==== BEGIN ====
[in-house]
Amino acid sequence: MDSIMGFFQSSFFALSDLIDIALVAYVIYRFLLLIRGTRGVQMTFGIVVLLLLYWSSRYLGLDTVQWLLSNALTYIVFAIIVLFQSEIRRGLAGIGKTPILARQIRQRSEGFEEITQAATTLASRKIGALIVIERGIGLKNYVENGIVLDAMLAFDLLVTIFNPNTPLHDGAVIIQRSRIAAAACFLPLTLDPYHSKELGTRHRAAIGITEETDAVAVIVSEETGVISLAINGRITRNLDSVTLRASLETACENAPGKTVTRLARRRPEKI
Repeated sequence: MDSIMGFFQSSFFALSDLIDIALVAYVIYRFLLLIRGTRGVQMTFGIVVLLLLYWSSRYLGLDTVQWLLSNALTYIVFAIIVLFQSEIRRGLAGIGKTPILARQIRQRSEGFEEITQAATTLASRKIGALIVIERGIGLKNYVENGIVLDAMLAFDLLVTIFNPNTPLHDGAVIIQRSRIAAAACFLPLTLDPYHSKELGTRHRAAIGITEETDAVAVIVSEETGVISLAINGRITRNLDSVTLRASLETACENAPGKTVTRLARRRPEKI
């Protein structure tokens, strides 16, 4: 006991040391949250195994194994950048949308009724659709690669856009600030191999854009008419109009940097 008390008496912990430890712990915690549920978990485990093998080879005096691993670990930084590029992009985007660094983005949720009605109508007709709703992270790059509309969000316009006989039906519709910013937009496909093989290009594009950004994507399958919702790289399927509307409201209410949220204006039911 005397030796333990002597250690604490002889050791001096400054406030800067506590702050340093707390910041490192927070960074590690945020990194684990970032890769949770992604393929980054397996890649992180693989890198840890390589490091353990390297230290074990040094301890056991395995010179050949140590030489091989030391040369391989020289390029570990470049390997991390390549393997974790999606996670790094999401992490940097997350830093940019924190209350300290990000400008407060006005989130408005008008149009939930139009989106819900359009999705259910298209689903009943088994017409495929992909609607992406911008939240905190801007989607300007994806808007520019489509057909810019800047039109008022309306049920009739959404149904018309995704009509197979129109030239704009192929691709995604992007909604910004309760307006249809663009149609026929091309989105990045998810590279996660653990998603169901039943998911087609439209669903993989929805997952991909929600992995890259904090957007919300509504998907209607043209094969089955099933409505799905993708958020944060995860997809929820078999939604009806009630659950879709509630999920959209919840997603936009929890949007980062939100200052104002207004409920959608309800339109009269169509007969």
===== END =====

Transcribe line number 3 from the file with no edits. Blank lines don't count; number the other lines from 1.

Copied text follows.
Repeated sequence: MDSIMGFFQSSFFALSDLIDIALVAYVIYRFLLLIRGTRGVQMTFGIVVLLLLYWSSRYLGLDTVQWLLSNALTYIVFAIIVLFQSEIRRGLAGIGKTPILARQIRQRSEGFEEITQAATTLASRKIGALIVIERGIGLKNYVENGIVLDAMLAFDLLVTIFNPNTPLHDGAVIIQRSRIAAAACFLPLTLDPYHSKELGTRHRAAIGITEETDAVAVIVSEETGVISLAINGRITRNLDSVTLRASLETACENAPGKTVTRLARRRPEKI